A Huge Very Small Matter
Malvern Minute


November 22, 2017 – Wednesday of the Thirty-Third Week in Ordinary Time

Saint Cecilia, Virgin and Martyr


Mark J. Poletunow, Malvern President (mpoletunow@malvernretreat.com)


Click for: Readings for the day (From the United States Catholic Conference of Bishops)


A reading from the holy Gospel according to Luke (19:11-28)


While people were listening to Jesus speak,
he proceeded to tell a parable because he was near Jerusalem
and they thought that the Kingdom of God
would appear there immediately.
So he said,
“A nobleman went off to a distant country
to obtain the kingship for himself and then to return.
He called ten of his servants and gave them ten gold coins
and told them, ‘Engage in trade with these until I return.’

His fellow citizens, however, despised him
and sent a delegation after him to announce,
‘We do not want this man to be our king.’
But when he returned after obtaining the kingship,
he had the servants called, to whom he had given the money,
to learn what they had gained by trading.
The first came forward and said,
‘Sir, your gold coin has earned ten additional ones.’
He replied, ‘Well done, good servant!
You have been faithful in this very small matter;
take charge of ten cities.’

Then the second came and reported,
‘Your gold coin, sir, has earned five more.’
And to this servant too he said,
‘You, take charge of five cities.’

Then the other servant came and said,
‘Sir, here is your gold coin;
I kept it stored away in a handkerchief,
for I was afraid of you, because you are a demanding man;
you take up what you did not lay down
and you harvest what you did not plant.’

He said to him,
‘With your own words I shall condemn you,
you wicked servant.

You knew I was a demanding man,
taking up what I did not lay down
and harvesting what I did not plant;
why did you not put my money in a bank?
Then on my return I would have collected it with interest.’
And to those standing by he said,
‘Take the gold coin from him
and give it to the servant who has ten.’
But they said to him,
‘Sir, he has ten gold coins.’
He replied, ‘I tell you,
to everyone who has, more will be given,
but from the one who has not,
even what he has will be taken away.
Now as for those enemies of mine who did not want me as their king,
bring them here and slay them before me.'”

After he had said this,
he proceeded on his journey up to Jerusalem.


Reflect: To everyone who has, more will be given, but from the one who has not, even what he has will be taken away. At first glance, this passage from today’s Gospel appears to be at least unfair, or, perhaps, even cruel. Understood in context, however, the crux of the message is to highlight the importance of making good use of the gifts we have been given. Jesus’ parable speaks of “gold coins” distributed equally – “He called ten of his servants and gave them ten gold coins.” As we approach the end of the liturgical year and the feast of Christ the King, it is no coincidence that Jesus is on the way to Jerusalem – where he will meet his earthly fate – and that the nobleman in the Gospel is leaving “to obtain the kingship.”  The question for us today is: What are we doing to honor our Lord and King by making proper use of the gifts we receive from the Holy Spirit? God is giving us a royal share in his divine Kingdom – a Kingdom that is made manifest already in the places where we live and work – wherever God plants us. We can do holy and awesome things with those gifts to advance God’s Kingdom, or we can squander away the riches we receive. The role of disciples is to evangelize, to give witness to the Way, the Truth and the Life – to build up the Kingdom of God in our midst. We may feel as if we’ve received very little; but yet, as we see in today’s Gospel passage that “little” or faithfulness in “ a very small matter” has the potential to generate “ten cities.” God wants to do a mighty work with us – no matter who we are. Are we willing to trust him and believe that he will unleash all the heavenly hosts to accompany us if we but do his will, for his honor and glory? As we celebrate Thanksgiving this week, let’s give thanks to God for all that we have and all that we are. Let’s, also, recommit ourselves to be disciples on fire for the glory of God! May it be so.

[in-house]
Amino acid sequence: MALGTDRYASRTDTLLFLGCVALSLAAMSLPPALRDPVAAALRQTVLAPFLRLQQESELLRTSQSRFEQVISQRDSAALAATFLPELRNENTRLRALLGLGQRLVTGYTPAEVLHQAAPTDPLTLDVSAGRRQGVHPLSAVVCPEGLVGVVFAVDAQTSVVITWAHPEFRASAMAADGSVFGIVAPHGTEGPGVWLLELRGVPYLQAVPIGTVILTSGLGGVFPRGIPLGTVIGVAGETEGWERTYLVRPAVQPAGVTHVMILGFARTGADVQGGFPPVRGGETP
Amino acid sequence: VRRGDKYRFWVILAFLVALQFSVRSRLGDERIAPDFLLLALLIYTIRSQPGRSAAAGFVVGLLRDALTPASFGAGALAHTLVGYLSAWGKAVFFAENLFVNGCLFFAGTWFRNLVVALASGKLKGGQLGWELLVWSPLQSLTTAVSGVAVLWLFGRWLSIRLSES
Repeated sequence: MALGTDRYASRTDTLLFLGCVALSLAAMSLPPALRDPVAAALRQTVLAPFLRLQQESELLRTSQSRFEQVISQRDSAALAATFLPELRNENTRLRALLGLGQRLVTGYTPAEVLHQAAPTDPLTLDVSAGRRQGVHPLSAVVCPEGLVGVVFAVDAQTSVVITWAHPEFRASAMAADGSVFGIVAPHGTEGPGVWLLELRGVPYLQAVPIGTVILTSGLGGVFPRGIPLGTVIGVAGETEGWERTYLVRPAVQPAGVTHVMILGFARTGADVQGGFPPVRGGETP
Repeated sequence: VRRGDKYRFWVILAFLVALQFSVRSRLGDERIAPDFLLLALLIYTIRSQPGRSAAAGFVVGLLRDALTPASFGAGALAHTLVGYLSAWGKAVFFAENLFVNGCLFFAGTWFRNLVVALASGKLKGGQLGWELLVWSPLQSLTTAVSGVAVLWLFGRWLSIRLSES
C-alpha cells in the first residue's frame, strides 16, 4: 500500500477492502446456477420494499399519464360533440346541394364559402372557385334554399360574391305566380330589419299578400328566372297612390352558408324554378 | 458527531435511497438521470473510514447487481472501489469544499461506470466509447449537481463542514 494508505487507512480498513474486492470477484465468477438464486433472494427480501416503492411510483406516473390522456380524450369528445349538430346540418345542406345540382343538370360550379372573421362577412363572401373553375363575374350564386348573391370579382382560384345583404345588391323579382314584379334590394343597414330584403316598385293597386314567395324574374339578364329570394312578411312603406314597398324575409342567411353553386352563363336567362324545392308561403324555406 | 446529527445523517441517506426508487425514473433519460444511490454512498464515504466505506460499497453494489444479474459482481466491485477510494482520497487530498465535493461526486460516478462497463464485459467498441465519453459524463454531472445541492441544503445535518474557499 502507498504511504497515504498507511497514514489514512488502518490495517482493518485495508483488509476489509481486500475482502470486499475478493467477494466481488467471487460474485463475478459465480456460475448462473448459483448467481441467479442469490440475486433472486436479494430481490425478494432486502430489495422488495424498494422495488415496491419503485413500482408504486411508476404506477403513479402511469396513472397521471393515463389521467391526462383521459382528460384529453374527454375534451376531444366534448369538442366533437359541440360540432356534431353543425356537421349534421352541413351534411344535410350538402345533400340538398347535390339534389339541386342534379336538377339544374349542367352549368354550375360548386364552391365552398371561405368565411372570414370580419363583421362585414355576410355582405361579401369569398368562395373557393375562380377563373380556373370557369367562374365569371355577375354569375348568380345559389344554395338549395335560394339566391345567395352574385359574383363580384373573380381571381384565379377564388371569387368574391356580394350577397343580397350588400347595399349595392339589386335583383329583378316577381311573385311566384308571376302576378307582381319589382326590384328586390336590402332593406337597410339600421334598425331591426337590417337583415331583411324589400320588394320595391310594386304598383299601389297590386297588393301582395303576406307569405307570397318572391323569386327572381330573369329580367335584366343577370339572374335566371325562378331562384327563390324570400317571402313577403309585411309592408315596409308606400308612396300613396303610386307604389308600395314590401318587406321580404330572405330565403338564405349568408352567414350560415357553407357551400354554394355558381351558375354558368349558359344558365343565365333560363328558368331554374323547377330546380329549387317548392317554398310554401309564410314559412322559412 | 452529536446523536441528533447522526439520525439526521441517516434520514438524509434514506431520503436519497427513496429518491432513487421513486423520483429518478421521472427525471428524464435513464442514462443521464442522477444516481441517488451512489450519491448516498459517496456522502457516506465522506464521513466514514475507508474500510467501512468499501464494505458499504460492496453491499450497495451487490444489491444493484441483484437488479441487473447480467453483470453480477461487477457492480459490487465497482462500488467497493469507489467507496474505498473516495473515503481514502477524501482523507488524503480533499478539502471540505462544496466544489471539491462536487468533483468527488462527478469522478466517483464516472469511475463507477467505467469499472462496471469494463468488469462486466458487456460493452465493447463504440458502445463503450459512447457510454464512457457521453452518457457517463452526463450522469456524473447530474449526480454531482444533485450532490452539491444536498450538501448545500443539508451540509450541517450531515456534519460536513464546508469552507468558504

Questions: Am I grateful for the gifts God has entrusted to me? How do I show that I desire to build up God’s Kingdom here on earth as a faithful disciple? How can I recommit myself to trust Jesus and to be on fire for the sake of his Kingdom?


Pray: Loving God, thank you for all that I have and all that I am. Help me to never take for granted the gifts of the Holy Spirit that you generously impart upon me. Give me a spirit of discipleship to desire to make you and your ways known wherever I walk and live.  I pray this in the powerful and perfect name of Jesus. Amen.


Saint Cecilia: Pray for us!

Cecilia is remembered as a 3rd century martyr. She was betrothed to Valerian, a wealthy pagan. During her wedding, she removed herself from the festivities and sang her Passio to God: “Let my heart and my body be undefiled, O Lord, that I may not be confounded.” On her wedding night, she converted Valerian to the Faith with the help of an angel. Valerian was later martyred with his brother, Tiburtius. Cecilia was also captured and beheaded, but not before she donated her property to the Church. She is mentioned in the Roman Canon. Cecilia is the patroness of sacred music because of the song of God in her heart.



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